3 Ways to Boost Your Family's Online Security This Holiday - Phoenix Internet

Your family could be at its most vulnerable this holiday season. Online security is incredibly important. Your identity could be stolen. Your bank accounts and credit cards could be stolen. And once that information is out there, it never goes away.

But there are ways that you can improve the general security of your family. Here are some online security best practices from your friends at Phoenix Internet.

1. Don’t Use Public WiFi If You Can Help It

Public WiFi security risks are simply too great to make up for the convenience. Using public WiFi can be dangerous, especially if the connection isn’t password-protected. Someone could be looking at your browsing activity and intruding on the information that you’re sending and receiving. This isn’t true for all public WiFi, but it’s a good idea to be cautious when connecting.

public wifi security risks, network security best practices, wifi security tips, online security best practices

Here are some WiFi security tips. If you do use Public WiFi (and you might have to when you travel, whether at the airport or on a road trip), make sure you don’t share any information with the other computers on the network, and always make sure it’s properly password protected.

A better alternative to public WiFi is to use your own phone as a hotspot — make sure you have enough data!  Most phones today can be used as a wireless access point for your laptop and even desktop computer, and you can control the connection yourself.

2. Be Careful When Ordering Online

Who doesn’t do their holiday shopping online these days? Some sites are safe and some sites are not. Credit card companies like Capital One now let you create something called a “virtual card,” which lets you make payments without exposing your real credit card number.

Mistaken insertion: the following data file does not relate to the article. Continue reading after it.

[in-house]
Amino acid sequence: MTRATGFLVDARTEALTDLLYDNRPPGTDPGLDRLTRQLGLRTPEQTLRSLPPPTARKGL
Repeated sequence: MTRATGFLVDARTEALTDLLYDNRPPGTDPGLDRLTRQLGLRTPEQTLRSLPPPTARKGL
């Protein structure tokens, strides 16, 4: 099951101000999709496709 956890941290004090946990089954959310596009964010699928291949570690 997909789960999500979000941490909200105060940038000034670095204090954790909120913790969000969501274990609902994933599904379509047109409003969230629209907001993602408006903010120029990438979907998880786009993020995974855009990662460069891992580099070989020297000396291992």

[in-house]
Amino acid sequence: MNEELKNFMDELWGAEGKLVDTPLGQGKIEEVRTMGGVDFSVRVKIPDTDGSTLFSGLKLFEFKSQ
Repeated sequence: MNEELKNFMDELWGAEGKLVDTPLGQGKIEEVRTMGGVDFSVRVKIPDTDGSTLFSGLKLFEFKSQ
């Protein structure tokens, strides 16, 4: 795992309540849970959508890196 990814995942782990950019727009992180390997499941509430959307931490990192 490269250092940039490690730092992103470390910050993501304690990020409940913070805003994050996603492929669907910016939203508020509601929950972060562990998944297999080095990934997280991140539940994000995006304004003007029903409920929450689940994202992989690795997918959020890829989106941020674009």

public wifi security risks, network security best practices, wifi security tips, online security best practices

 

Apart from that, look up reviews of sites before you make a purchase. A very legitimate-looking site could actually be a scam; either they are trying to collect personal information, or they just ship faulty goods. Always use a credit card rather than a debit card online, because with a credit card you can easily initiate a chargeback, and you don’t run the risk of losing all the money in your account!

During the holiday season, keep checking your bank statements and credit card statements for any unusual charges. When it comes to theft, the faster you catch it, the easier it is to fix.

3. Keep Checking Your Credit Report

During the holiday season, you may want to invest in a credit alert service. They’ll tell you if there’s any suspicious activity on your accounts. By checking your credit report regularly, you’ll be able to catch problems as they occur. This is an important piece of online security best practices since many of us order gifts and gadgets online around the end of the year.

This is a good idea in general, but it’s even more important during high volume times like the holidays. Remember: it’s not just that you could get hacked. Vendors, such as large retail stores, could also get hacked because they’re dealing with a busy holiday season.

Key Takeaways

  • Don’t connect to unsecured WiFi, and be cautious when connecting to WiFi when traveling. It’s often better to use your phone as a hotspot than to connect to public WiFi.
  • Be cautious when ordering from unknown vendors online; the holiday season isn’t the time to experiment! Look up reviews and protect your credit card information.
  • Keep checking your credit report. Your credit report is the first place that any suspicious activity will show up.

If you follow general network security best practices (don’t connect to unsecured WiFi, keep a virus scanner active), you should be able to avoid the worst of the dangers for your family this holiday season. But don’t forget that having a good Internet provider can help, too. Contact Phoenix Internet if you’re looking for fast, secured wireless service, or short-term connection if you live in Arizona part-time.